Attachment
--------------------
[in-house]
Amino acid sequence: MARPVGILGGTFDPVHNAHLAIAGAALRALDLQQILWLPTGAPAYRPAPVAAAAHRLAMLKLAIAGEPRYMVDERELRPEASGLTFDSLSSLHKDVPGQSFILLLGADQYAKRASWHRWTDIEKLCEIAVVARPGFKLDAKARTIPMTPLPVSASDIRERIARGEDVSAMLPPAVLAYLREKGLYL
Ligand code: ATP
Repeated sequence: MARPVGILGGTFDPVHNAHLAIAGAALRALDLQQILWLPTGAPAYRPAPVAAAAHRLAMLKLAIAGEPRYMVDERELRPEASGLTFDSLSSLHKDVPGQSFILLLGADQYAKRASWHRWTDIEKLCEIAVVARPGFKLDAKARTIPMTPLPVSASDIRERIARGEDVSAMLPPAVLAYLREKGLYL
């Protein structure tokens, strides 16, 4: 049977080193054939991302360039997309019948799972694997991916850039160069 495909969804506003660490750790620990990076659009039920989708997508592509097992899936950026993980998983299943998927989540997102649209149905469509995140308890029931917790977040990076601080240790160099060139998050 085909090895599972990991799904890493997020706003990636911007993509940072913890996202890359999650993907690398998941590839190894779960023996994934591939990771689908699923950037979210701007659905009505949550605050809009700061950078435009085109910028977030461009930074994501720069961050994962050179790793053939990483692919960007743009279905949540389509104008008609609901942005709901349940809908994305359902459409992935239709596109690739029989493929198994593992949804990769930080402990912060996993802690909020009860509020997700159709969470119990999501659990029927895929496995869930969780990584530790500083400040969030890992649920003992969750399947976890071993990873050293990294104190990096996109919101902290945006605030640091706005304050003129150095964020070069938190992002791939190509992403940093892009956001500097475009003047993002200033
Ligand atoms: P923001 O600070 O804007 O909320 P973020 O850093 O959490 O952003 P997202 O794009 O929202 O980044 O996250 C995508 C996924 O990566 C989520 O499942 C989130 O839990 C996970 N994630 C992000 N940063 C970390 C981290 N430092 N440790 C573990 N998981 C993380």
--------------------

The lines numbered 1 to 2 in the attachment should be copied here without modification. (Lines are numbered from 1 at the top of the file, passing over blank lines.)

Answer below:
[in-house]
Amino acid sequence: MARPVGILGGTFDPVHNAHLAIAGAALRALDLQQILWLPTGAPAYRPAPVAAAAHRLAMLKLAIAGEPRYMVDERELRPEASGLTFDSLSSLHKDVPGQSFILLLGADQYAKRASWHRWTDIEKLCEIAVVARPGFKLDAKARTIPMTPLPVSASDIRERIARGEDVSAMLPPAVLAYLREKGLYL